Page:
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Retreatment with brentuximab vedotin in patients with CD30-positive hematologic malignancies

Nancy L Bartlett1*, Robert Chen2, Michelle A Fanale3, Pauline Brice4, Ajay Gopal5, Scott E Smith6, Ranjana Advani7, Jeffrey V Matous8, Radhakrishnan Ramchandren9, Joseph D Rosenblatt10, Dirk Huebner11, Pamela Levine12, Laurie Grove12 and Andres Forero-Torres13

Author Affiliations

1 Washington University Medical School, St Louis, MO, USA

2 City of Hope, Duarte, CA, USA

3 University of Texas MD Anderson Cancer Center, Houston, TX, USA

4 Hospital Saint-Louis, Paris, France

5 University of Washington/Fred Hutchinson Cancer Center, Seattle, WA, USA

6 Loyola University Medical Center, Maywood, IL, USA

7 Stanford University Medical Center, Stanford, CA, USA

8 Colorado Blood Cancer Institute, Denver, CO, USA

9 Karmanos Cancer Institute, Detroit, MI, USA

10 University of Miami Miller School of Medicine, Sylvester Comprehensive Cancer Center, Miami, FL, USA

11 Takeda Pharmaceuticals International Company, Cambridge, MA, USA

12 Seattle Genetics, Inc, Bothell, WA, USA

13 University of Alabama at Birmingham, Comprehensive Cancer Center, Birmingham, AL, USA

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Journal of Hematology & Oncology 2014, 7:24  doi:10.1186/1756-8722-7-24

Published: 19 March 2014



Brentuximab vedotin is a CD30-directed antibody-drug conjugate. Retreatment with brentuximab vedotin monotherapy was investigated in patients with CD30-positive Hodgkin lymphoma (HL) or systemic anaplastic large cell lymphoma (ALCL) who relapsed after achieving complete or partial remission (CR or PR) with initial brentuximab vedotin therapy in a previous study ( NCT00947856).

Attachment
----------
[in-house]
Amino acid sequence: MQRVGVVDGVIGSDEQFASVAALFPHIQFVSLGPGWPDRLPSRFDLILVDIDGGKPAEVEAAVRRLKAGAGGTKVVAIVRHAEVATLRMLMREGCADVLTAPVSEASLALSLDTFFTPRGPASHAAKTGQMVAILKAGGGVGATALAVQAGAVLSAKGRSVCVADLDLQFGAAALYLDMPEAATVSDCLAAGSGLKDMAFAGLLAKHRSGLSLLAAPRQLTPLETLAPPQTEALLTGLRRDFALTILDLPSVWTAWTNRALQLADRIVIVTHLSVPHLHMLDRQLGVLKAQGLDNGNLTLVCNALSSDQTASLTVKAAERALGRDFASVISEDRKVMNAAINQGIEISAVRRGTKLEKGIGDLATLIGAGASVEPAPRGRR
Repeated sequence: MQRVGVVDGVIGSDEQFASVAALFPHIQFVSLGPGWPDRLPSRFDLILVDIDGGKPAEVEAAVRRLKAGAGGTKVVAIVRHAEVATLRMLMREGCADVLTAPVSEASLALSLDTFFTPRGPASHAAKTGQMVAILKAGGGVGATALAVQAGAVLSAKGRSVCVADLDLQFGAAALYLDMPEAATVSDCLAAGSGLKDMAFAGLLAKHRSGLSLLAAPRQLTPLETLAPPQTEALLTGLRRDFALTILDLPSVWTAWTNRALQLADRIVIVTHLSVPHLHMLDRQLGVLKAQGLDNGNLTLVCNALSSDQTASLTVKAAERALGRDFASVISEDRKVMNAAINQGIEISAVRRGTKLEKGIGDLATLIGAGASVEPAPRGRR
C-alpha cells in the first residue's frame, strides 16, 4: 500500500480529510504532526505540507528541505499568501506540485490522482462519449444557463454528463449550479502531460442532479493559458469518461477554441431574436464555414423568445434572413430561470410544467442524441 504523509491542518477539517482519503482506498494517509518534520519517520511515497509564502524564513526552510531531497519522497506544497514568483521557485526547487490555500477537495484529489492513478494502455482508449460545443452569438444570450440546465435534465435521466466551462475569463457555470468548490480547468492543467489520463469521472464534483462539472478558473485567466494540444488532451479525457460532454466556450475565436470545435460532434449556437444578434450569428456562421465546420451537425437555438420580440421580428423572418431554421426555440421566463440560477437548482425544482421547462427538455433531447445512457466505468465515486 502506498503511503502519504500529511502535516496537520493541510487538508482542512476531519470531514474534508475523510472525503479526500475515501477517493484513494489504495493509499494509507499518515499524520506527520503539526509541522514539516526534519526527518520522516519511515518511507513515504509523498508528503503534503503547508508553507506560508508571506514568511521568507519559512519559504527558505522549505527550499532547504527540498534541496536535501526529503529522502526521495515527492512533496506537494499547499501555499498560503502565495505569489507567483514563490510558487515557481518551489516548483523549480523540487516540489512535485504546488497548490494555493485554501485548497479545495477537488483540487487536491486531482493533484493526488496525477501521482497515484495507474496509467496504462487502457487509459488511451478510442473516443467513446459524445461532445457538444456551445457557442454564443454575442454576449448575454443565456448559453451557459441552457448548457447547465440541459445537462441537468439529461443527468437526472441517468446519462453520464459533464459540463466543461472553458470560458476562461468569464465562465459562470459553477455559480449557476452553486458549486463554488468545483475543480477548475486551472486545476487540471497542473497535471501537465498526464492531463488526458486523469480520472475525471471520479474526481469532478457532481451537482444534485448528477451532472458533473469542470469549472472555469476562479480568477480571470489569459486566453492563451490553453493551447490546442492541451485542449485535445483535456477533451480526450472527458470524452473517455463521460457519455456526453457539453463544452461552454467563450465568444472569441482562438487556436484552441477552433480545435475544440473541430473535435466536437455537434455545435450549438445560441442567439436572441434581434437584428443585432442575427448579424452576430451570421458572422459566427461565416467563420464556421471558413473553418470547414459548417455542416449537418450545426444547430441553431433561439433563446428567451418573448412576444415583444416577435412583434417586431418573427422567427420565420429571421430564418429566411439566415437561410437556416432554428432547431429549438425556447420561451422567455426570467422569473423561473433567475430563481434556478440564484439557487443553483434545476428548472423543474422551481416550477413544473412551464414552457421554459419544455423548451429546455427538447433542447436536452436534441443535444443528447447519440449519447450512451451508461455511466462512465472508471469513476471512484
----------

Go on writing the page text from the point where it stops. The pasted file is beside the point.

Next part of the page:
Twenty-one patients with HL and 8 patients with systemic ALCL were retreated; 3 patients with systemic ALCL were retreated twice. Patients generally received brentuximab vedotin 1.8 mg/kg intravenously approximately every 3 weeks over 30 minutes as an outpatient infusion. The primary objectives of this study were to assess safety and to estimate antitumor activity of brentuximab vedotin retreatment.


The objective response rate was 60% (30% CR) in HL patients and 88% (63% CR) in systemic ALCL patients. The estimated median duration of response for patients with an objective response was 9.5 months (range, 0.0+ to 28.0+ months) at the time of study closure. Of the 19 patients with objective response, 7 patients had not had an event of disease progression or death at the time of study closure; duration of response for these patients ranged from 3.5 to 28 months. Of the 11 patients with CR, 45% had response durations of over 1 year.

Adverse events (AEs) occurring in ≥25% of patients during the retreatment period were generally similar in type and frequency to those observed in the pivotal trials of brentuximab vedotin monotherapy, with the exception of peripheral neuropathy, which is known to have a cumulative effect. Grade 3 or higher events were observed in 48% of patients; these were generally transient and managed by dose modifications or delays. Deaths due to AEs occurred in 3 HL patients; none were considered to be related to brentuximab vedotin retreatment.


With the exception of a higher rate of peripheral motor neuropathy, retreatment with brentuximab vedotin was associated with similar side effects seen in the pivotal trials.


Retreatment with brentuximab vedotin monotherapy is associated with response rates in 68% (39% CR) of patients with relapsed HL and systemic ALCL.

Trial registration

United States registry and results database NCT00947856.

Hodgkin lymphoma; Systemic anaplastic large cell lymphoma; Brentuximab vedotin; Retreatment; Relapse